Dump the Jargon
Jargon will cause all of the above to happen. And you certainly don’t want that if you want customers to use your product or service, keep coming back and recommend your business to other people. Or have happy staff and colleagues.
When you use technical terms, buzz words or acronyms, the other person may not understand. They may also feel that you are talking down to them; this makes them feel patronised and uncomfortable.
Any forms of jargon are best avoided.
Every organisation has its jargon, and yet when I ask people in a seminar to give me examples of jargon in their business, they really struggle to come up with something. And the reason for that is – they don’t know they’re using jargon!
Here are some examples of workplace jargon:
- Land and expand
- Blue-sky thinking
- Think outside the box
- The helicopter view
- Get our ducks in a row
- Drink our own champagne
- End-user perspective
- Pushing the envelope
- Moving forward
- Boil the ocean
- Heavy lifting
- Face time
- Hammer it out
- Cubicle farm
- Pick the low hanging fruit
(If you want to know what any of these mean, just drop me a line)
And this list doesn’t contain any acronyms that are often used.
I do a lot of work with a large telecommunications company. Every time we have a coffee break, the participants get together and talk about work stuff. I’ve listened in on these conversations and I haven’t a clue what they’re talking about. They will say thinks like – ‘We need to do an AB1 to get a 465, and then we’ll do woppow to pull the DD12 through.’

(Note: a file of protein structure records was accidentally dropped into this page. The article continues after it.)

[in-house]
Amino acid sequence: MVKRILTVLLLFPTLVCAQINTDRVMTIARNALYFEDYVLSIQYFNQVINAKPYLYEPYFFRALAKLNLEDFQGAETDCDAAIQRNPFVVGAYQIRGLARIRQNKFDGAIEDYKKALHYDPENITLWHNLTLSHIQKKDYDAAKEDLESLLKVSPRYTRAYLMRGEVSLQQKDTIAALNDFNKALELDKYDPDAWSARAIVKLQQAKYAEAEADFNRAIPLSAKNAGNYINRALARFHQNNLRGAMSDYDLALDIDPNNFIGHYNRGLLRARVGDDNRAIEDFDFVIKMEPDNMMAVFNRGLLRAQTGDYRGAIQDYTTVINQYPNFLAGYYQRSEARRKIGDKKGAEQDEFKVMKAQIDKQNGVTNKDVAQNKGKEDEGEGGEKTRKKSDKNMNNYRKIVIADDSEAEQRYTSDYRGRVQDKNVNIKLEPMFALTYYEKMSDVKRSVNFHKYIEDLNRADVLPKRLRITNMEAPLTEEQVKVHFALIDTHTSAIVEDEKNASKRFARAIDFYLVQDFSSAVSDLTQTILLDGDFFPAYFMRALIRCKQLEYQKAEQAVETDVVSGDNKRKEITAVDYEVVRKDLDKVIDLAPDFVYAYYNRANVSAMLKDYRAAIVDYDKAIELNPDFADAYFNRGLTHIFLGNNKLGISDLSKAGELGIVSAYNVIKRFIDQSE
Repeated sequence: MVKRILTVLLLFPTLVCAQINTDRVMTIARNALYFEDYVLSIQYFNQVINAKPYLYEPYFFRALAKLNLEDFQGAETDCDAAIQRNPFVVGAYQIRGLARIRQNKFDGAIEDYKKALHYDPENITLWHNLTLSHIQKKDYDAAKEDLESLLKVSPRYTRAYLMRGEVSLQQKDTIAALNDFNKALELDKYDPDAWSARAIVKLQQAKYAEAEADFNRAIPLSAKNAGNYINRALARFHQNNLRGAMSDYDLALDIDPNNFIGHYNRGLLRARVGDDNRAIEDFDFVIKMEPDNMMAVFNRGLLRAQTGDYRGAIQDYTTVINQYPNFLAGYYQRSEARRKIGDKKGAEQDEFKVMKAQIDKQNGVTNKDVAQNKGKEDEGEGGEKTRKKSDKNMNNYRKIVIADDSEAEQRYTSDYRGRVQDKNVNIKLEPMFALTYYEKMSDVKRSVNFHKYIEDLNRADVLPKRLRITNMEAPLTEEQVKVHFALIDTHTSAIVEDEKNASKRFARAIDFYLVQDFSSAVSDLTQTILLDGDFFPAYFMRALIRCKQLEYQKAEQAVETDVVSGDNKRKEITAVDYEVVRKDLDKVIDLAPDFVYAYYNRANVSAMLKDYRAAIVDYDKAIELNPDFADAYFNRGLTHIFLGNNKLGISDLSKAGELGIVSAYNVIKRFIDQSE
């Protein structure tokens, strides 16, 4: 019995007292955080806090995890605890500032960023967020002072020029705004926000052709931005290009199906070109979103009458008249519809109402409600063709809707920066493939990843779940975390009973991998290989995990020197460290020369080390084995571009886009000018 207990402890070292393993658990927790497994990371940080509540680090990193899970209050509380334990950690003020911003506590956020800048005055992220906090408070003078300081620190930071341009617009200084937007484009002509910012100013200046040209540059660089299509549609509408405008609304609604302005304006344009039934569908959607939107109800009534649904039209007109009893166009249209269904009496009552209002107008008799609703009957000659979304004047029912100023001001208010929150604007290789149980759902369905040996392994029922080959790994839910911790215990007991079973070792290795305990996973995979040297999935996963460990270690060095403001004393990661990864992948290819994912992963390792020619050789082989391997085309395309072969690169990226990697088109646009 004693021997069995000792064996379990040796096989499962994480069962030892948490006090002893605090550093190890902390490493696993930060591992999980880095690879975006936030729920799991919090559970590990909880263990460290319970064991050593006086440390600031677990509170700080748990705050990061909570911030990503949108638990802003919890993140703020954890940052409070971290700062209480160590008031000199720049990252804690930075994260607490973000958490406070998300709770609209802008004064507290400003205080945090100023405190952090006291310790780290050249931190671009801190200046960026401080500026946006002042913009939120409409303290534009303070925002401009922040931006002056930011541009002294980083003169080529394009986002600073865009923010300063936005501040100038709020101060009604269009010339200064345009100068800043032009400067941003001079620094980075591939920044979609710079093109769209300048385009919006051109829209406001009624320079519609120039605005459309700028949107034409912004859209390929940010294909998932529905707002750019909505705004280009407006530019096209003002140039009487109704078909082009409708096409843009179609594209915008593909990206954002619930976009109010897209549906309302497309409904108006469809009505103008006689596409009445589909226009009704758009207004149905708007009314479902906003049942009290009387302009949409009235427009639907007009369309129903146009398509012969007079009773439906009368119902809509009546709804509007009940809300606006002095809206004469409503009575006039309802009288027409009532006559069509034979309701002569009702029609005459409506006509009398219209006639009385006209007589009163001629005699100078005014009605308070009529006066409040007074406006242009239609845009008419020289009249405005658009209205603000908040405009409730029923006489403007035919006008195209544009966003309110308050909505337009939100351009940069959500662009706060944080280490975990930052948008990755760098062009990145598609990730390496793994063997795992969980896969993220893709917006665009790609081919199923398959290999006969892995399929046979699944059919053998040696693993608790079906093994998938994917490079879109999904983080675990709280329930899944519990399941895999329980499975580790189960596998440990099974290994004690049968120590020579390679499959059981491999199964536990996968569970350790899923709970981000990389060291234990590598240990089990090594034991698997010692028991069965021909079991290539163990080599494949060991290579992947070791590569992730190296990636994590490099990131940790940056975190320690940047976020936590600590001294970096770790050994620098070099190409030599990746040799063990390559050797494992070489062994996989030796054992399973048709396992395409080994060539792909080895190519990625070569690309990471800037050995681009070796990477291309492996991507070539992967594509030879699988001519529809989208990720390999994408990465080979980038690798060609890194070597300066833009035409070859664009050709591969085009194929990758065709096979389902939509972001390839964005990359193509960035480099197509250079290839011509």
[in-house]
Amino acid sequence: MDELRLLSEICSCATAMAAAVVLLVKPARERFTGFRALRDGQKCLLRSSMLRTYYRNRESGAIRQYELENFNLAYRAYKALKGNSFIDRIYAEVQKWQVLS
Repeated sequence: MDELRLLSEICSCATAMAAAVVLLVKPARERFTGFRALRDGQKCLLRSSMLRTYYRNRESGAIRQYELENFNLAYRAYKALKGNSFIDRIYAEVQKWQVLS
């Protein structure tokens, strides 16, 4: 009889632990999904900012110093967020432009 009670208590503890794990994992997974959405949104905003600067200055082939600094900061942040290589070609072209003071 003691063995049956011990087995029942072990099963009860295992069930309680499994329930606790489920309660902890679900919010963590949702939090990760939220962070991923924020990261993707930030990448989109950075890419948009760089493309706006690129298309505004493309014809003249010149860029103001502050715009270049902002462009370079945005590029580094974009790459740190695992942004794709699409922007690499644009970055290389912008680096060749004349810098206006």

Okay, so it’s not exactly like that, but it sounds a lot like that to me. I just hope the customers are never on the end of this!
Am I stoopid or something?
I was in the bank the other day depositing a cheque from a grateful client. The lady behind the counter took the cheque and the pay in slip and said something to me that I didn’t understand.
I said – ‘I’m sorry I don’t understand’ and she repeated herself five times before I got it.
What she was saying was – ‘This will be late for clearing.’
Now I know you’re reading this and thinking that it makes perfect sense to you.
But this lady was softly spoken and not very distinct. And because I didn’t understand the jargon, I had to ask her to repeat herself five times.
She kept saying the same thing, and didn’t seem to be able to translate it into everyday language.
She could have said something like – ‘This amount won’t be available to withdraw from your account until Monday.’ Or, ‘It will be three days before this money will available to you.’ Or something like that.
But repeating the same thing over and over again was not helpful or good for customer service.
It was slightly embarrassing for me and made me feel a bit more stupid than I really am.
Remember, every business and every industry has its own jargon; so, you’ll need to know not just general slang but also the industry specific jargon in your organisation.
So, make sure when communicating with other people, you dump the jargon and KISS – Keep It Simple Stupid!
Posted in: Customer service